Our conclusion as to Rule 2 is reinforced by the Supreme Court's admonition that a court “may not waive the jurisdictional requirements of Rules 3 and 4, even for ‘good cause shown’ under Rule 2, if it finds that they have not been met.” Torres v. Oakland Scavenger Co., 487 U.S. 312, 317, 108 S.Ct. 2405, 101 L.Ed.2d 285 (1988). And the requirement of a timely motion under Rule 4(a)(5) is a jurisdictional one. We so held, in Alaska Limestone Corp. v. Hodel, 799 F.2d 1409, 1411 (9th Cir.1986) (per curiam), even before Bowles instructed us that timeliness limitations enacted by statute are jurisdictional, 551 U.S. at 212-13, 127 S.Ct. 2360. Congress specified in 28 U.S.C. § 2107(c) that a court may grant an extension “upon motion filed not later than 30 days after the expiration of the time otherwise set for bringing appeal.” The requirement of a motion within 30 days is, thus, created by statute. It could not be waived under Rule 2, even if Rule 2 purported to authorize such action. Torres, 487 U.S. at 317, 108 S.Ct. 2405.
Plaintiffs also request that we construe their notice of appeal as a motion for extension of time. If we were to do so, the motion would be timely, but we still would lack the power to grant it. In re Hoag, 846 F.2d at 1229. More importantly, though, we have held that we cannot construe a notice of appeal as a motion for extension of time under Rule 4(a)(5). Pettibone v. Cupp, 666 F.2d 333, 335 (9th Cir.1981). Blausey v. U.S. Trustee, 552 F.3d 1124 (9th Cir.2009) (per curiam), and Amalgamated Transit Union Local 1309 v. Laidlaw Transit Services, Inc., 435 F.3d 1140 (9th Cir.2006) (order), are not to the contrary. Blausey and Amalgamated Transit arose under Rule 5, governing permissive appeals, rather than under Rule 4. Pettibone controls here. Indeed, in refusing to treat a notice of appeal as a motion for extension of time under Rule 4(a)(5), we agree with all the other circuits that have ruled on the issue. Campos v. Le Fevre, 825 F.2d 671, 675-76 (2d Cir.1987); United States ex rel. Leonard v. O'Leary, 788 F.2d 1238, 1239-40 (7th Cir.1986) (per curiam); Herman v. Guardian Life Ins. Co. of Am., 762 F.2d 288, 289-90 (3d Cir.1985) (per curiam); Myers v. Stephenson, 748 F.2d 202, 204 (4th Cir.1984); Campbell v. White, 721 F.2d 644, 645-46 (8th Cir.1983); Pryor v. Marshall, 711 F.2d 63, 64-65 (6th Cir.1983); Brooks v. Britton, 669 F.2d 665, 667 (11th Cir.1982); Bond v. W. Auto Supply Co., 654 F.2d 302, 303-04 (5th Cir.1981); Mayfield v. U.S. Parole Comm'n, 647 F.2d 1053, 1055 (10th Cir.1981) (per curiam); see also Wyzik v. Employee Benefit Plan of Crane Co., 663 F.2d 348, 348 (1st Cir.1981) (per curiam) (declining to treat a notice of appeal as a motion for extension, but reserving question of “[w]hether or not in truly extraordinary circumstances beyond the ability of counsel to foresee or guard against, a court would have any flexibility”).
*5 We cannot extend the time to file a motion for an extension, waive the requirement of a timely motion, construe Plaintiffs' notice of appeal as such a motion, or grant such a motion-timely or not. Plaintiffs cannot obtain an extension of time from us.
C. Unique Circumstances Doctrine
Plaintiffs also wish us to permit their untimely appeal under the “unique circumstances” doctrine. Plaintiffs recognize that Bowles described the equitable doctrine as “illegitimate” insofar as it “purport[s] to authorize an exception to a 2067 jurisdictional rule.” 551 U.S. at 214, 127 S.Ct. 2360 (emphasis added). They argue, however, that the doctrine could still be applied to non-jurisdictional rules. But no non-jurisdictional rules bar Plaintiffs' appeal. The requirement of a timely notice of appeal is jurisdictional, id. at 209, 127 S.Ct. 2360, as is the requirement that a would-be appellant file a timely motion for an extension of time before such an extension may be granted, 28 U.S.C. § 2107(c); Alaska Limestone, 799 F.2d at 1411. Thus, we cannot hear their appeal under the unique circumstances doctrine.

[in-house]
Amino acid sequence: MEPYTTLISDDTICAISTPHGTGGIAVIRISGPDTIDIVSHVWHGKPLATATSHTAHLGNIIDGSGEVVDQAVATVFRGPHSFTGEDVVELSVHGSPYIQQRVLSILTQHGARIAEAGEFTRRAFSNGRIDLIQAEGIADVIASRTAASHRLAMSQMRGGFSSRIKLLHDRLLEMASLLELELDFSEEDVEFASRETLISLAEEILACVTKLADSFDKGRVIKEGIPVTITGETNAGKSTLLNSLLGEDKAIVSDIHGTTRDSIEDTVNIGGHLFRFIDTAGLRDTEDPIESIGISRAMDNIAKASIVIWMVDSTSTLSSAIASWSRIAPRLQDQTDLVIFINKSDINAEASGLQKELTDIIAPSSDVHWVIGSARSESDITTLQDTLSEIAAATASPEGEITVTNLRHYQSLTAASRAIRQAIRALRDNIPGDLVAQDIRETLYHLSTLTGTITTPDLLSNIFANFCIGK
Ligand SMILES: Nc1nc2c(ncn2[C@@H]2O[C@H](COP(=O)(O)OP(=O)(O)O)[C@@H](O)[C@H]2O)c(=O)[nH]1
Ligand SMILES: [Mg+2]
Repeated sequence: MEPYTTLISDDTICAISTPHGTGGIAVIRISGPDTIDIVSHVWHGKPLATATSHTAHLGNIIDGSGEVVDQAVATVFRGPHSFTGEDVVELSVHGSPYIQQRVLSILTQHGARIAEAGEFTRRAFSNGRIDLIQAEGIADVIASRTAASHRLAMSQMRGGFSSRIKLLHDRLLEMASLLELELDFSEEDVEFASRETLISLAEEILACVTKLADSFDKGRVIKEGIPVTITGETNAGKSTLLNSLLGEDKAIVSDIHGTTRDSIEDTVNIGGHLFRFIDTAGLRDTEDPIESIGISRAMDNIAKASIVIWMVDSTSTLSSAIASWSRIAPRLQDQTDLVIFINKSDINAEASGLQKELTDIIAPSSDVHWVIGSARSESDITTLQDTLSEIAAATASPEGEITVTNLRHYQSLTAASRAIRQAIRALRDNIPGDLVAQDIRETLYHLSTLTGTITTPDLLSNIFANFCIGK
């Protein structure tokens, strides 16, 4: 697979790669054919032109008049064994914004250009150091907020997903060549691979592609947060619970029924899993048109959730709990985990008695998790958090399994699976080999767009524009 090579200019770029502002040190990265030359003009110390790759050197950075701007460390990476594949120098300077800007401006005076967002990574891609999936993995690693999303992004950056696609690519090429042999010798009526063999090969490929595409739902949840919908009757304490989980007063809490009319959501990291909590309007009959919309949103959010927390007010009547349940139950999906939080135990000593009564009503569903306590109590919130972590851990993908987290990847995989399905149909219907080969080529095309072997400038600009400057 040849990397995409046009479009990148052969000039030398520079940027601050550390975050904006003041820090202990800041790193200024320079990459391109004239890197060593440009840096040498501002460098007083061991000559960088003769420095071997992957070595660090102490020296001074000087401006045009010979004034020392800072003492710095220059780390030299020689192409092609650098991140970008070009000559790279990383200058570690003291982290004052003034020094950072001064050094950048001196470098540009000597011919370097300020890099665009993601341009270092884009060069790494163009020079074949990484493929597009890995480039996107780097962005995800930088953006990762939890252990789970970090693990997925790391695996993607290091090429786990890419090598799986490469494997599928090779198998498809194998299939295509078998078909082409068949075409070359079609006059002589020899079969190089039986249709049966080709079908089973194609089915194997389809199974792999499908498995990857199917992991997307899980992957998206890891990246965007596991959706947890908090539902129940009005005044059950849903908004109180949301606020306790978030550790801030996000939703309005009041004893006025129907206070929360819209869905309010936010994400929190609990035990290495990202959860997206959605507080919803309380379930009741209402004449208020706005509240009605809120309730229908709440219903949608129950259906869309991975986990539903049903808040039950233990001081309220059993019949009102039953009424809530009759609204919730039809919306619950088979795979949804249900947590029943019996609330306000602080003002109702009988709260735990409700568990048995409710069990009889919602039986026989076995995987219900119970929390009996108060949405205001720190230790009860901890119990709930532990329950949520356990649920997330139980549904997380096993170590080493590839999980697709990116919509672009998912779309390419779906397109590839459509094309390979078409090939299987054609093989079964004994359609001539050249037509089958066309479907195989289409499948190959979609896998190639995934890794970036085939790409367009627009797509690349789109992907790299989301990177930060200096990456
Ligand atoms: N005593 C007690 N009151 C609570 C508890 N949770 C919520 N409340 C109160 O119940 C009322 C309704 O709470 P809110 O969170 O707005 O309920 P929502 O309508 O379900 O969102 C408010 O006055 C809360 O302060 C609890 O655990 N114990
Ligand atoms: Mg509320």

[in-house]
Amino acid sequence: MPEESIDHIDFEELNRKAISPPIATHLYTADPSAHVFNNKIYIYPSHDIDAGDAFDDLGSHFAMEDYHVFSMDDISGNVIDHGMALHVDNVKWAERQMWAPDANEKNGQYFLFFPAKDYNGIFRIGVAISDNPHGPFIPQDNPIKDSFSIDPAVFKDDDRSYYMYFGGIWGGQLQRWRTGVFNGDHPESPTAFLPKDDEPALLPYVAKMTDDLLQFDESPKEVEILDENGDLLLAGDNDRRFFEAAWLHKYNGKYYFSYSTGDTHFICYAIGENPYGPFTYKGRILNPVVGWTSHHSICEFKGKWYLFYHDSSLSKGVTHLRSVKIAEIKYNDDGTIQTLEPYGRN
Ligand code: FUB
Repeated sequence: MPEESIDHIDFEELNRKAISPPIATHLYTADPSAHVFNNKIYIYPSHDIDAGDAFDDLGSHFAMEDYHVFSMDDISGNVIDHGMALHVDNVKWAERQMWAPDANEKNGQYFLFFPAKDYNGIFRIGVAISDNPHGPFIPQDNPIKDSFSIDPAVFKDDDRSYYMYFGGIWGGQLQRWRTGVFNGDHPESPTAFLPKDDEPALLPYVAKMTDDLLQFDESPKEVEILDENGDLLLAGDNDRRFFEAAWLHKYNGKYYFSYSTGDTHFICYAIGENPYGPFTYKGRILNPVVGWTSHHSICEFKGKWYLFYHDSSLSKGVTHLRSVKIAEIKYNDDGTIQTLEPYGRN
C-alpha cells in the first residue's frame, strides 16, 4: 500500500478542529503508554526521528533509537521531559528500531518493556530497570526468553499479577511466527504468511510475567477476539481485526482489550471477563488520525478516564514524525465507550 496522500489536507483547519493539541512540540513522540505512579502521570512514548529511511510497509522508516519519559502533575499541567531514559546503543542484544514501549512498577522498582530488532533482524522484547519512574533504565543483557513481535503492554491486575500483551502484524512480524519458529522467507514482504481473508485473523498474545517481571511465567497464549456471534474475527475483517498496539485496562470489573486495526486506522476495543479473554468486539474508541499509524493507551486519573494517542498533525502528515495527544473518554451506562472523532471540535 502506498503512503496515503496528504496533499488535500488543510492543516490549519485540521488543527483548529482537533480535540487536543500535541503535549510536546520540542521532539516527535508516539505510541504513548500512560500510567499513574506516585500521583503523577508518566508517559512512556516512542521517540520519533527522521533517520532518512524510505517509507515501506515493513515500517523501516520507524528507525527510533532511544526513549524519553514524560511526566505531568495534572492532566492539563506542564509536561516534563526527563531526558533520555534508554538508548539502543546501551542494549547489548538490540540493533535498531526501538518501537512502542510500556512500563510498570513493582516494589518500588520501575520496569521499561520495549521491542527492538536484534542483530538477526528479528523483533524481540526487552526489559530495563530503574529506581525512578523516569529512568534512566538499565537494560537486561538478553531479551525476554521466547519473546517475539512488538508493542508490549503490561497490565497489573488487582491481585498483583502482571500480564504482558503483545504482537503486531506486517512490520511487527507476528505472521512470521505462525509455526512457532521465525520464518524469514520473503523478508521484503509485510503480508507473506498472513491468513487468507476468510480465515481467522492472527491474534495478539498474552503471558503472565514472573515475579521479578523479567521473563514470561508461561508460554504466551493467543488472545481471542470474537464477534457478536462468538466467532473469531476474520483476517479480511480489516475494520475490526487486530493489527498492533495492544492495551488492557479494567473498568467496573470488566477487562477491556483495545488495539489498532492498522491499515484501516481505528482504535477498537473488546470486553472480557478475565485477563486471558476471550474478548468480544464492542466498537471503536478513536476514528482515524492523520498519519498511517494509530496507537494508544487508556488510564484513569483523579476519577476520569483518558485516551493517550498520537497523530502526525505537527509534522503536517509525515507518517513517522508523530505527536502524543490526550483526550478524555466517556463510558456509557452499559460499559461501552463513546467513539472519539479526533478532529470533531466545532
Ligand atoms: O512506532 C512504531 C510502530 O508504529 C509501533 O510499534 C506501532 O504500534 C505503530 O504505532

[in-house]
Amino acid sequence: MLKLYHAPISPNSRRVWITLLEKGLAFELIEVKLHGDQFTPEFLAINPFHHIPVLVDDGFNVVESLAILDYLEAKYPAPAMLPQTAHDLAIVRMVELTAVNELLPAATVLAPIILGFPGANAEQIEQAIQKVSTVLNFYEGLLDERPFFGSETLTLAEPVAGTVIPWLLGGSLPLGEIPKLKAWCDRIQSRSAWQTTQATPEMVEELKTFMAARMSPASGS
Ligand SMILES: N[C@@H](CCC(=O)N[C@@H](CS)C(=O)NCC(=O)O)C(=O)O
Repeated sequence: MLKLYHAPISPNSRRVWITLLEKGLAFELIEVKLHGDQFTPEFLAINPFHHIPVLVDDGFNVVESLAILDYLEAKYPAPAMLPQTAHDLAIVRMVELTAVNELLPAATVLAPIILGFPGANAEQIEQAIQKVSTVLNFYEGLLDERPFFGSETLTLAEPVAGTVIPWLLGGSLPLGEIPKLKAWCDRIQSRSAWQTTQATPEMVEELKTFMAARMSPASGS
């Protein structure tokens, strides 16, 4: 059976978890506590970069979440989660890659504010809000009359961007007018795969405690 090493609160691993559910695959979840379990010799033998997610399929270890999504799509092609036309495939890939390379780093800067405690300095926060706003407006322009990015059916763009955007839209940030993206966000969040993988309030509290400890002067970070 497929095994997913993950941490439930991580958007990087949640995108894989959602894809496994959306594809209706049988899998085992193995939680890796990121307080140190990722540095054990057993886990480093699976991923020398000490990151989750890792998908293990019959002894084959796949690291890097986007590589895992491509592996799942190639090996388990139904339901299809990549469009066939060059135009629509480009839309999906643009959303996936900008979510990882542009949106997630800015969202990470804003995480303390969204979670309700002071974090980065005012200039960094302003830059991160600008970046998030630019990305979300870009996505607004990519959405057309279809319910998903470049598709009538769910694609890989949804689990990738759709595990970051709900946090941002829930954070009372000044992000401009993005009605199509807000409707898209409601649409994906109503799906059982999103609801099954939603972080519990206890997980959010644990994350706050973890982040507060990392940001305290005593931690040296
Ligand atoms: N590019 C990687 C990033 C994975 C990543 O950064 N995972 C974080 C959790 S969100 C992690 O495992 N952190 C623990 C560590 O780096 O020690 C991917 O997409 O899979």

D. Dismissal of Stay
Plaintiffs also ask that we reconsider our order to stay the appeal, dismiss the stay as improvidently granted, and enter judgment on the appeal nunc pro tunc. Plaintiffs cite no legal authority-and we are aware of none-for the proposition that we may decide a pending case under precedent that the Supreme Court has overruled retroactively. Because Eisenstein means that Plaintiffs' notice of appeal is, and always was, untimely, we have always lacked jurisdiction to address the merits of their appeal. We therefore will not dismiss the stay.
Plaintiffs also ask us for a limited remand to the district court so that it may determine whether they are entitled to a nunc pro tunc extension under Rule 4(a)(5). Such a remand would be futile, because the district court would be prohibited from granting an extension in the absence of a timely motion. Alaska Limestone, 799 F.2d at 1411. No such motion was filed in this case, and it is now too late to file one. Moreover, Rule 4 “precludes us from remanding ... on the theory that the untimely notice of appeal itself might be considered by the district judge as a motion for extension of time.” Pettibone, 666 F.2d at 335. Accordingly, we decline to remand the case. FN2
We sympathize with Plaintiffs, who complied with our precedent in filing their notice of appeal 51 days after the entry of judgment. Nevertheless, we conclude that we lack jurisdiction over Plaintiffs' late appeal and may not act under the Federal Rules of Appellate Procedure to enable Plaintiffs to appeal.
Appeal DISMISSED. The motion to dismiss, filed January 22, 2009, is DISMISSED as moot.
FN1. Plaintiffs direct our attention to United States v. Arevalo, 408 F.3d 1233, 1239 (9th Cir.2005), in which we “express[ed] no opinion ... whether Rule 4's silence precludes an appellate court from granting an extension.” As a threshold matter, declining to reach an issue that we have already decided in an earlier case does not invalidate the earlier decision. But in any event, Arevalo was a criminal case under Rule 4(b), not a civil case under Rule 4(a). Thus, the fact that Arevalo treated the court of appeals' authority under Rule 4(b) as an open question does not undercut the holding of In re Hoag or its application to Plaintiffs' appeal.
FN2. We need not and do not decide whether any other avenue for action by the district court remains open in this case.